POAL – Aucklanders (not the government) should decide its future

Barrie Saunders writes…

One of the 1984-90 Lange-Douglas government’s most successful reforms is now at serious risk, because of a self-serving political campaign by NZ First, aided and abetted by others driving their own agendas.

In 1988 the Port Companies Act came into operation, which commercialised New Zealand’s ports and required them to operate as a “successful business”.   At the same time the failed New Zealand Ports Authority was disbanded and harbour regulatory functions were left with local government.

The reforms worked extraordinarily well as the port companies became very efficient and cost-effective.  Some including the ports of Auckland, Tauranga, Timaru, Napier, Lyttelton and Bluff, ended up at various stages with private shareholdings, but the local authorities typically held the majority of shares, and some partially privatised were later bought back.  Undoubtedly the private shareholding improved the performance of port companies. Continue reading “POAL – Aucklanders (not the government) should decide its future”

PGF goodies are dished up in Wairoa today – in the region which ranks tops for funding per project

An above-average helping  was dished up today, when the Parliamentary Under-Secretary for Regional Economic Development, Fletcher Tabuteau, announced the latest distributions from the Provincial Growth Fund.

Tabuteau had moved further up the East Coast after yesterday delivering $2.8 million to the Ngā Ara Tipuna –  Waipukurau Pā Site Interpretation project “to create an authentic cultural tourism experience”.

Today he announced…

The Provincial Growth Fund (PGF) is investing up to $6.1 million to revitalise business and tourism opportunities in Wairoa, Parliamentary Under-Secretary for Regional Economic Development Fletcher Tabuteau announced today.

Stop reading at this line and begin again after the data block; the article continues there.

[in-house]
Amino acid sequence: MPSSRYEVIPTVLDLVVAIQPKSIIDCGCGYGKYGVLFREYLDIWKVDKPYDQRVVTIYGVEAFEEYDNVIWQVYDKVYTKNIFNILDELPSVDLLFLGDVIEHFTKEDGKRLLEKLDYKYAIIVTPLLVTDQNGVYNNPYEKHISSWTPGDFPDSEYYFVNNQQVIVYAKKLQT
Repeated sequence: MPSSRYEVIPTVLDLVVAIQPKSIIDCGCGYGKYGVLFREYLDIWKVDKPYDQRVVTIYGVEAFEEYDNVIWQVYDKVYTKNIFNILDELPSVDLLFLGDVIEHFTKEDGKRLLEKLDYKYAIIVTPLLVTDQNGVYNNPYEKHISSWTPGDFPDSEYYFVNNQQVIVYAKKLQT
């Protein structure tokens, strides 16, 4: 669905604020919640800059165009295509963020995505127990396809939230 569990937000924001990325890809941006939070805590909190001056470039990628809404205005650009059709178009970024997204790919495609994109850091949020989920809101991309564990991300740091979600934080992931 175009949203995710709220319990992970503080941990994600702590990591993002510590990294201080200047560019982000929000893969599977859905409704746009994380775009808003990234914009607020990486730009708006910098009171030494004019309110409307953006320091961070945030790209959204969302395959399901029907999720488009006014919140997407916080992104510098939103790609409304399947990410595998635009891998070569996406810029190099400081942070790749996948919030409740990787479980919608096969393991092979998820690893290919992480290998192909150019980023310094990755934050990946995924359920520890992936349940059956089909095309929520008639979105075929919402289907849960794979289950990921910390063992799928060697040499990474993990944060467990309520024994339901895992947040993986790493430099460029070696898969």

The PGF is funding:

  • Up to $4.8 million for the Wairoa Integrated Business and Tourism Facility
  • Up to $960,000 for the Wairoa Digital Employment Programme (funded through Te Ara Mahi, the PGF’s skills and training allocation)
  • $400,000 for the Wairoa Regional Digital Hub.

Continue reading “PGF goodies are dished up in Wairoa today – in the region which ranks tops for funding per project”

Yep, you guessed right if you figured Northland is getting more than a fair share from the PGF

About the same time as Fletcher Tabuteau was announcing the latest handouts from the Provincial Growth Fund, the Point of Order Trough Monitor was massaging all available data on where the money from the fund has been going.

The figures take us up to November 30 2019 and affirm what most readers would have suspected – the region to benefit most, by far, is Northland.

The fund had dished out almost $1.6 billion to 427 projects.

Northland had secured funding of $353.3 million (22% of the total) for 86 projects.

Next best was the East Coast, securing funding of $238.6m. (15% of the total) for 45 projects.

But  Gisborne is listed separately and is credited with winning further funds of $5.030m for one project.

Then there are two separate categories – Pan-Region and National – without obvious regional distinctions.

The Pan-Region has been given funding of $344.2m (like Northland, this accounts for 22% of the total) for 19 projects.
Continue reading “Yep, you guessed right if you figured Northland is getting more than a fair share from the PGF”

Questions are raised by RNZ report about a forestry company, the PGF and a meeting with Shane Jones

So when did Shane Jones first learn about NZ Future Forest Products’ bid for a $15 million government loan from the Provincial Growth Fund.?

According to a Radio NZ report today, when NZFFP applied for PGF on 8 April, 2019, the company was asked whether the project had been “previously discussed” with the government.

The application form shows NZFFP ticked the ‘yes’ box and said it had made a “presentation to the Minister” about its forestry and wood processing plans “including descriptions of the applicant”.

Jones, a New Zealand First MP who is forestry minister and the minister responsible for the $3 billion Provincial Growth Fund, has consistently claimed he first heard about the NZFFP bid on 14 October last year.

The forestry company is described as having close links to New Zealand First.

NZFFP’s directors include

  • Brian Henry, lawyer to New Zealand First Party leader Winston Peters, judicial officer of the party and one of two trustees of the New Zealand First Foundation, and
  • NZ First leader Winston Peters’ partner Jan Trotman, who joined the company in August 2019.

Continue reading “Questions are raised by RNZ report about a forestry company, the PGF and a meeting with Shane Jones”

Another New Year handout from the PGF nudges us to wonder: where’s the Jones boy?

So where’s Shane Jones, we wondered after the Point of Order Trough Monitor sounded its second alert of the week.